In echinoderms, two well-known carotenoproteins, as shown below, have been partially characterized by X-ray structural and CD spectral analyses; however, no phylogenetic or functional analysis of the proteins, including detailed genetic background, has yet been available. The common starfish Asterias rubens has “asteriarubin”, a purple-blue carotenoprotein, also present [103,104]. Asteriarubin (λmax; ca. 570 nm) is approximately 43 kDa and comprises four subunits with a molecular weight of approximately 11 kDa each. The major carotenoids in this protein are AX and its acetylenic and dehydro analogues, such as 7,8-dideoxyhydroastaxanthin and 7,8,7′,8′-tetradehydroastaxanthin. These carotenoids are metabolites of AX found in echinoderms and are described in Section 2.2.4. Interestingly, the amino acid sequence shows no homology to the apocrustacyanin subunits [81,103]. Reconstitution studies revealed similarities between the binding requirements of asteriarubin and crustacyanin; however, the tetrameric asteriarubin contains only one carotenoid molecule, and the CD spectrum shows no exciton splitting. Therefore, in this case, molecular aggregation and carotenoid-protein chromophore interactions were considered unlikely to be determinants of the bathochromic shift [81]. This slight bathochromic shift may be attributed to the absence of exciton effects compatible with extended π conjugation due to hydrogen bonding between the terminal polar group and the protein and the co-planarity of the ring [104]. Another type of carotenoprotein in echinoderms, the vivid blue skin of calcified starfish called “blue star”, Linckia laevigata, has a blue carotenoprotein called “linckiacyanin” (λmax; 395, 612 nm), with (3S,3′S)-AX as the major carotenoid [105]. Although the molecular weight of linckiacyanin is quite large (>103 kDa), the main glycoprotein subunit is small, at only approximately 6 kDa. However, the minimum molecular weight of the native subunits (approximately 16 kDa) means that there are at least 200 carotenoid molecules per molecule of linkyacyanin [105]. Since linkyacyanin showed no cross-reactivity with polyclonal antibodies for the β-crustacyanin subunit [102], it is possible that linkyacyanin is a distinct family member from the lipocalin superfamily.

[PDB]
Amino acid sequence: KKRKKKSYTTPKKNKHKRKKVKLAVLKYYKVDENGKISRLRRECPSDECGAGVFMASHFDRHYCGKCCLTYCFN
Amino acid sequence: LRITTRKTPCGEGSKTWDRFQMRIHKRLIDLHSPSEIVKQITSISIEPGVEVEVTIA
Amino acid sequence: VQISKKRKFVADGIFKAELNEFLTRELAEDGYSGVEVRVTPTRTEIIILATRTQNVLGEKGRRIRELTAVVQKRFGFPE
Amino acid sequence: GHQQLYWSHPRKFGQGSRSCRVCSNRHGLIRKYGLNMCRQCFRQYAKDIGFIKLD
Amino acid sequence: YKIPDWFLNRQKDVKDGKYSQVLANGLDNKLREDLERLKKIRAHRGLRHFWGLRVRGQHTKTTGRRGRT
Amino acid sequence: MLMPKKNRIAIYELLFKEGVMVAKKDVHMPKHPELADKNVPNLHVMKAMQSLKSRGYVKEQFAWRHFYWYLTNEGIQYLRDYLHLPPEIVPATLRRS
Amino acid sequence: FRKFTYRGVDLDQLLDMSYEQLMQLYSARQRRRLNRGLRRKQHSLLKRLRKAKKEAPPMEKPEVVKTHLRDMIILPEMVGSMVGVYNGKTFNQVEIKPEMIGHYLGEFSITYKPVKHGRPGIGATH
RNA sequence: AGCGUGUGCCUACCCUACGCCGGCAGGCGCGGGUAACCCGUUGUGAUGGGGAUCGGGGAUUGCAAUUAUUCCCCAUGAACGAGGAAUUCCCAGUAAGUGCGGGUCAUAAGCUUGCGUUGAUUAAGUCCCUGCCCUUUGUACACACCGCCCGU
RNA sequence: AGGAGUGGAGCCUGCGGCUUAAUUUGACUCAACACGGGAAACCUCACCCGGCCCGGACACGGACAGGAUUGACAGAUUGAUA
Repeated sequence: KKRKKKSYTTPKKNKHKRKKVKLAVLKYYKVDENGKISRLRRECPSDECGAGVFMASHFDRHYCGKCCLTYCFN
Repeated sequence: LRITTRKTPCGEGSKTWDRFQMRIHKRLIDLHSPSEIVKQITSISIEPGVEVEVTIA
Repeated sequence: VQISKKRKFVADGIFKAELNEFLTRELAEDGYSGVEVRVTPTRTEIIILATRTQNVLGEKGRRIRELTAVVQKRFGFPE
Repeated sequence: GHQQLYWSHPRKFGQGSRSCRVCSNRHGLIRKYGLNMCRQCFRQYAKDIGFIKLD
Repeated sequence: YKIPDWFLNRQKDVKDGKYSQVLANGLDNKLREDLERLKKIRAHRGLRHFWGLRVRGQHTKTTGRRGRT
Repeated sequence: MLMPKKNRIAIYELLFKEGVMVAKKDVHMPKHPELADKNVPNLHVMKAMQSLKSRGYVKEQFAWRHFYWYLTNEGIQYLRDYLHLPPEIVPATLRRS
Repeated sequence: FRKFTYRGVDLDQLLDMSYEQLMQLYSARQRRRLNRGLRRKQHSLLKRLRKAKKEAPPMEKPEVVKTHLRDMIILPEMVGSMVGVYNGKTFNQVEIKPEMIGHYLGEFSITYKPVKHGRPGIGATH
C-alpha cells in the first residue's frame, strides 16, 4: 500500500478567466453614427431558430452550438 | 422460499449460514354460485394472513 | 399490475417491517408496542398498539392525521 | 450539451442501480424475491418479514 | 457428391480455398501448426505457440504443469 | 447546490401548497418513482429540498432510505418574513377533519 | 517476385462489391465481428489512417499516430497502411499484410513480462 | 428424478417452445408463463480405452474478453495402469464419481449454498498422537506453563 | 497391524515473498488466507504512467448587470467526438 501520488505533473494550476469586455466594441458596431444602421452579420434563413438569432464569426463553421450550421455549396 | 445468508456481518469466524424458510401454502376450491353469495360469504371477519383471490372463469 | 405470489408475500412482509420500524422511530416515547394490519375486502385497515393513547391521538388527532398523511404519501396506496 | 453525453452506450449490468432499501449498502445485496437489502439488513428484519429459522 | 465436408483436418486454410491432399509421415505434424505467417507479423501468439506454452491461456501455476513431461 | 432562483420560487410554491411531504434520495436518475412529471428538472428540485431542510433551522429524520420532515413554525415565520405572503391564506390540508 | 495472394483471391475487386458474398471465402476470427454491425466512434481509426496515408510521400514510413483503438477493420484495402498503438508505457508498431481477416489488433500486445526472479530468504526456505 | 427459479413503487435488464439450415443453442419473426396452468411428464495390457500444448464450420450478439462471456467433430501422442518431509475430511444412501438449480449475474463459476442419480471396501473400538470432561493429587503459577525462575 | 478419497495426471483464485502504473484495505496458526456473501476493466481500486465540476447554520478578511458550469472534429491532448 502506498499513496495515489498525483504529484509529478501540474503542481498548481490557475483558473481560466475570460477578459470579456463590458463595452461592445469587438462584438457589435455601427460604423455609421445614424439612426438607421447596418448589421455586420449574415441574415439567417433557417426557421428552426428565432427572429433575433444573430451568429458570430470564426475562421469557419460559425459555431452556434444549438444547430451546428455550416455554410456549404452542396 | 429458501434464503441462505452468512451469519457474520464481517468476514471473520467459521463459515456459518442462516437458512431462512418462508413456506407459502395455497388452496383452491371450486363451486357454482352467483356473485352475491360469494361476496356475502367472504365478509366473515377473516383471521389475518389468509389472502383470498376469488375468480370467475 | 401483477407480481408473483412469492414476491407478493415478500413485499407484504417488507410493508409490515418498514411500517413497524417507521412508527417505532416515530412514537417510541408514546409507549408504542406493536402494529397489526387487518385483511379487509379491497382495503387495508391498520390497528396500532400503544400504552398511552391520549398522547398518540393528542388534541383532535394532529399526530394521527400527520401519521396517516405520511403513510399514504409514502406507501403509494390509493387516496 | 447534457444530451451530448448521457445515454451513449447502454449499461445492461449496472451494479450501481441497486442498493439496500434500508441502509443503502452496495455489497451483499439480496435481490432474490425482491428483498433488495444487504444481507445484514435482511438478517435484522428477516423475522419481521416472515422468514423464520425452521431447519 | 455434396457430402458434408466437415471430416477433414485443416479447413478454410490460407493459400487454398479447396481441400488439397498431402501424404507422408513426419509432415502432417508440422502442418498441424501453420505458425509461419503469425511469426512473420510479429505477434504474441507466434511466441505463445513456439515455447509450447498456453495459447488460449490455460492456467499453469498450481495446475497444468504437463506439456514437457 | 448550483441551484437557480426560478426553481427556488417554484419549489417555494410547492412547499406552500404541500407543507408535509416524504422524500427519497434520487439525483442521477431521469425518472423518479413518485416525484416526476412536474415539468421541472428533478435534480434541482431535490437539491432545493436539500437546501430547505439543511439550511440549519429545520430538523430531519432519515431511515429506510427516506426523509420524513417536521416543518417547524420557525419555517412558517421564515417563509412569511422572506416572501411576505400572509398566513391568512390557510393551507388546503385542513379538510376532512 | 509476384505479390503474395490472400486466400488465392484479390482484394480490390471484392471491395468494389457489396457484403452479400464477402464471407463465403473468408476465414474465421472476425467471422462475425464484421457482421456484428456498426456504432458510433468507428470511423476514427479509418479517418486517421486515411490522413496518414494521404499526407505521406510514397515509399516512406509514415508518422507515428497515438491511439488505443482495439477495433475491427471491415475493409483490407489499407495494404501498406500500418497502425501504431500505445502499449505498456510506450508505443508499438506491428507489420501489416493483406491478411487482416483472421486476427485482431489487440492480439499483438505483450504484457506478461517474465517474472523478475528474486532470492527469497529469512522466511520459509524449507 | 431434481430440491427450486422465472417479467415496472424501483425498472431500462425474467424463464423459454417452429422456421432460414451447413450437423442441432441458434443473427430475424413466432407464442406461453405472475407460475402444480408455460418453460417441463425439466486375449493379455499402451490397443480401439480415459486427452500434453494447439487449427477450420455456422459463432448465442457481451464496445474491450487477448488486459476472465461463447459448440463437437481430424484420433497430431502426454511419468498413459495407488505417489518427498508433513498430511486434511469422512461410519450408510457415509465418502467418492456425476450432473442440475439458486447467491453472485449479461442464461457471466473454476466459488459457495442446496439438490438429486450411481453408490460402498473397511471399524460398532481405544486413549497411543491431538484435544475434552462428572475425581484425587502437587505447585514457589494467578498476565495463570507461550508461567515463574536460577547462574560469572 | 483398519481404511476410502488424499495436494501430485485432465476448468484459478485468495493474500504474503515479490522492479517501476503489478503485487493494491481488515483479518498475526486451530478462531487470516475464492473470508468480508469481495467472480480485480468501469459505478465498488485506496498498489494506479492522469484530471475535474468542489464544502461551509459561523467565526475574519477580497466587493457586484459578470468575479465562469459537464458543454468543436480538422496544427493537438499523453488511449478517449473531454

In Asia, it is easy to find vivid pink egg clumps on the surface of rice plants and on the walls of aqueducts for rice fields. This pigment is known as “ovorubin”. Ovorubin is a carotenoprotein found in the perivitelline fluid that surrounds the embryo of the fertilized egg, which is an accessory gland of the female reproductive tract of the South American freshwater snail Pomacea canaliculata (Gastropoda: Ampullariidae). Ovorubin is described as a large red AX-binding glycoprotein of approximately 330 kDa [106], and the binding of (3S,3′S)-AX and their fatty acid esters to ovorubin results in a small bathochromic shift (20–30 nm) to λmax 510 nm [81]. The protein is also an oligomer composed of three subunits of approximately 28, 32, and 35 kDa and is a very high-density glycosylated lipo-carotenoprotein (VHDL) with phospholipids, sterols, and carotenoids as ligands. It is highly glycosylated. This protein provides the egg with resistance against sun radiation and oxidation of lipids [107] and is thought to play an important physiological role in the storage, transport, and protection of carotenoids during snail embryogenesis [108]. In addition to ovorubin, there is another carotenoprotein called “alloporin” (λmax; 545 nm) found in the soft coral Allopora californica. Alloporin is approximately 68 kDa and comprises four subunits with a molecular weight of approximately 17 kDa each. It has an equal molar of (3S,3′S)-AX bound to it [109,110]. This seems to be similar to asteriarubin.
The authors eagerly anticipate a future where the mysteries behind the physical-chemical properties and mechanisms of the chromophores found within these remarkable AX-containing carotenoproteins are unraveled. Aiming to shed light on the intricate details and functions of these chromophores, their characterization holds the key to unlocking a deeper understanding of the captivating structures and extraordinary roles played by these carotenoproteins. The journey to uncover their secrets promises to be a captivating exploration into the realms of science and discovery.